When I started this piece…a long, long time ago, I intended it to be a fair trade piece involving the Dodgers for Corey Kluber. Then, I saw the potential for a three-team trade that involved Kluber, Yan Gomes, Cody Bellinger, Brandon Nimmo, Noah Syndergaard, and a slew of prospects. Then I thought I’d put together a trade or two for the top five teams listed as suitors for Kluber. Then I was back at the Dodgers and Bellinger, which prompted a two-week text feud involving my WFNY/EHC brethren discussing the whys and the why nots of Bellinger as the only compensation. Then Verdugo became a key piece, about ten days ago in said discussions.
Since then, Chris Taylor, and Yasiel Puig, and Joc Pederson, and Ryan Stripling, and Julio Urias, and Kenta Maeda, and every prospect, pitcher, and position player in between have entered the fray of the discussion. But nothing seemed right. Nothing seems right. So here is my return to WFNY, after my four-month retirement, talking about something that really pisses me off…has to be done…pisses me off…has to be done…oh the hell with it. Corey Kluber is getting traded, so I might as well just get it over with…
On July 31, 2010, the Cleveland Indians traded for Corey Kluber. It was a big trade in concept, as all three-team trades tend to be, but with the most notable player in the trade at the time being Jake Westbrook, it was as nondescript a three-team trade you can make. The Indians traded Jake Westbrook the to Cardinals. The Cardinals sent Ryan Ludwick to the San Diego Padres. The Padres sent Nick Greenwood to the Cardinals, and also sent Corey Kluber to the Indians.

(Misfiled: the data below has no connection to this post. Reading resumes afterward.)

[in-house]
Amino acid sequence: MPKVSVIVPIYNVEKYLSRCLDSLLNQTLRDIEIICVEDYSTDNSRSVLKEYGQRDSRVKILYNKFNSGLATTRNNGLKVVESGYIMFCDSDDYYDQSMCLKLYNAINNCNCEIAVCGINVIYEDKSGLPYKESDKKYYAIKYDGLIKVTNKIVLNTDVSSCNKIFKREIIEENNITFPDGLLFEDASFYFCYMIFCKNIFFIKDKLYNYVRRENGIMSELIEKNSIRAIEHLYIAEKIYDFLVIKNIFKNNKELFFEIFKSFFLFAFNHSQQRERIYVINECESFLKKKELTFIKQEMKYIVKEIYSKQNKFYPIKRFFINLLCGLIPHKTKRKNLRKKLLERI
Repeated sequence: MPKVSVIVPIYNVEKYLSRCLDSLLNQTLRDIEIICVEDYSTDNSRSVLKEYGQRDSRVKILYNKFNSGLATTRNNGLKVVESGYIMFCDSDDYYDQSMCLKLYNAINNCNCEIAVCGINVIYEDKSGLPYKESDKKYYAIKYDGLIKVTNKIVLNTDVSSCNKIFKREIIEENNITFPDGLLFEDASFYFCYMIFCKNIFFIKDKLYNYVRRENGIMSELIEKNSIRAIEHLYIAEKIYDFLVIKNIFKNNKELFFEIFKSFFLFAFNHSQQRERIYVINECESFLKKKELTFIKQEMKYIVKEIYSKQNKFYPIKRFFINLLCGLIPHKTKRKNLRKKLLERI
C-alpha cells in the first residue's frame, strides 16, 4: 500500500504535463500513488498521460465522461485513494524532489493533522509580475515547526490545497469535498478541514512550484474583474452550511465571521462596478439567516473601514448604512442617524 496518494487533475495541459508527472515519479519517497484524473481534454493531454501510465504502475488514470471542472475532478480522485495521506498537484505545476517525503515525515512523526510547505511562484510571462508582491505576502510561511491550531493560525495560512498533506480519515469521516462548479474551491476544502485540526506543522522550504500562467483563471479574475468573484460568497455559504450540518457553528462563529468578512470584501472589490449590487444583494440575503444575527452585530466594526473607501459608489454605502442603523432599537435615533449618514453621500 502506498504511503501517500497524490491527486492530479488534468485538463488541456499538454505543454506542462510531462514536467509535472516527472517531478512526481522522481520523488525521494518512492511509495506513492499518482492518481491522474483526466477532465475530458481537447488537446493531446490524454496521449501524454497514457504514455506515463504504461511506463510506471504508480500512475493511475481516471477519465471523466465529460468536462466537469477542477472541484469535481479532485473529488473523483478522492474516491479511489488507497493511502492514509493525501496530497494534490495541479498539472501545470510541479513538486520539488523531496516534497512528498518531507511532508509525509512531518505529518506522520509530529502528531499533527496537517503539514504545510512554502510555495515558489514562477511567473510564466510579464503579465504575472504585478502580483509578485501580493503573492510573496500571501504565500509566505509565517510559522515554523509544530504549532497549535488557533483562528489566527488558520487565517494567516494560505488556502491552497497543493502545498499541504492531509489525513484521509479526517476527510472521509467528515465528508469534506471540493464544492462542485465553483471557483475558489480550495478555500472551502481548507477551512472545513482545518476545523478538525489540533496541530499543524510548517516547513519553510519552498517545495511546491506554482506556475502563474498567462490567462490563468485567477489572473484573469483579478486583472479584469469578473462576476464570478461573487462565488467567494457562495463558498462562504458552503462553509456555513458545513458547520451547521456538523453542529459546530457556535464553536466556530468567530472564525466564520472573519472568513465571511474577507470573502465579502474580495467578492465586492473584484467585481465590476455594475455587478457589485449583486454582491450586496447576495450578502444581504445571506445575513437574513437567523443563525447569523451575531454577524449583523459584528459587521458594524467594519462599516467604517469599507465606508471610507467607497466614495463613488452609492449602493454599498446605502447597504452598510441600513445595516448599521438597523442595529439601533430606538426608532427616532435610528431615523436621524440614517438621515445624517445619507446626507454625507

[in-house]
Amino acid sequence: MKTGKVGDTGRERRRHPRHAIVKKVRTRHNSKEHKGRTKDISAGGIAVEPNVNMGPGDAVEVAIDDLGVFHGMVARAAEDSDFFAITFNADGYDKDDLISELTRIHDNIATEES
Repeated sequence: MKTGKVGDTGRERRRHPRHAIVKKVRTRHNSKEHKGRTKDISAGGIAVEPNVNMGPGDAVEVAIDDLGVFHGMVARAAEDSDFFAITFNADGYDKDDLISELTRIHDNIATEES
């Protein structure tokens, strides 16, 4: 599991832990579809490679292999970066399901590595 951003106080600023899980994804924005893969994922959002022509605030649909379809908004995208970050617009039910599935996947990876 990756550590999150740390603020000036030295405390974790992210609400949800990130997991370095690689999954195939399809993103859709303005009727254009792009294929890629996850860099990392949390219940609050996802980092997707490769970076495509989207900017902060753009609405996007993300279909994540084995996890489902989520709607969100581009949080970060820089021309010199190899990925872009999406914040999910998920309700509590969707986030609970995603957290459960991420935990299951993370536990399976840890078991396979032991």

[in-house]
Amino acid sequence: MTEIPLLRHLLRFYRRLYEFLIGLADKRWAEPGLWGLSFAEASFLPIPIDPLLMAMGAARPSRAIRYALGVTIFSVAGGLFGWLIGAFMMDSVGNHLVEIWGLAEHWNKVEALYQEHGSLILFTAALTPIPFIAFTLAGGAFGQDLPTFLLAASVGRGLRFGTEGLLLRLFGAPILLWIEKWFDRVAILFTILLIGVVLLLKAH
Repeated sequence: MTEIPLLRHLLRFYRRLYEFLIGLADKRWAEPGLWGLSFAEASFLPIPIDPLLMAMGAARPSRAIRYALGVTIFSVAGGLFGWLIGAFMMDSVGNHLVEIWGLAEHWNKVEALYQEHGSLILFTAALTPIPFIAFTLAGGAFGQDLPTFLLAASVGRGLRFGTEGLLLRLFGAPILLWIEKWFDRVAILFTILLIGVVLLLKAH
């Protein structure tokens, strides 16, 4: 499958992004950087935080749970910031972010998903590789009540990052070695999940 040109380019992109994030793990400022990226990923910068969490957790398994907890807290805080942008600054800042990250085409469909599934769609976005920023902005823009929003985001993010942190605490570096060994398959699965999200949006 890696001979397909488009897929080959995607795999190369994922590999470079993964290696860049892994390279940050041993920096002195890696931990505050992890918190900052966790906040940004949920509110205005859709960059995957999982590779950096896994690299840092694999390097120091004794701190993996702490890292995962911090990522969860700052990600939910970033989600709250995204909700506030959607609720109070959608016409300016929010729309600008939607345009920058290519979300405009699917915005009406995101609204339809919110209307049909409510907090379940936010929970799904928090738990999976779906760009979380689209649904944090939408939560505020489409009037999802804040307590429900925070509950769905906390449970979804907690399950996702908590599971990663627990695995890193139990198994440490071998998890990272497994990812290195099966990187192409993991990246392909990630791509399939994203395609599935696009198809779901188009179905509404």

Today, Corey Kluber is the greatest pitcher to step on the mound for the Indians over the last half-century. His two Cy Youngs are unprecedented over Indians’ history. He’s been durable, with both elite K/9, and BB/9, and has showcased the best breaking ball in the league, when he’s been willing to use it. When Kluber is at the top of the game, he is virtually unhittable.
And unfortunately for the Indians, because of depth and salary, it may be time to trade the greatest pitcher of most of our lifetimes.
I don’t want to. I don’t support this idea. As a matter of fact, I’ve wanted to fight just about everyone talking about it. You just don’t trade the best pitcher of our lifetime. I don’t care if he has shown diminishing velocity. I don’t care if he’s getting too long in the tooth (I mean…he’s going to be 33 this year). Corey Kluber is the best freakin’ pitcher of our lifetimes. YOU DON’T TRADE THAT GUY, while he’s still more or less THAT GUY.
Oh, I know, you try and beat the curve. Kluber isn’t going to be Kluber forever, but today, with the Los Angeles Dodgers rumored to be hammering down the Indians door for Kluber, I’m going to put convention aside for the sake of having a little fun. Today, I’m going to shuffle aside the vitriol I hear every time I hear “Carlos Carrasco has more upside,” and “Trevor Bauer is more durable.”1 Today, I’m going to make a deal utilizing the fairly substantial asset that is Corey Kluber…the greatest pitcher of our lifetime here in Cleveland.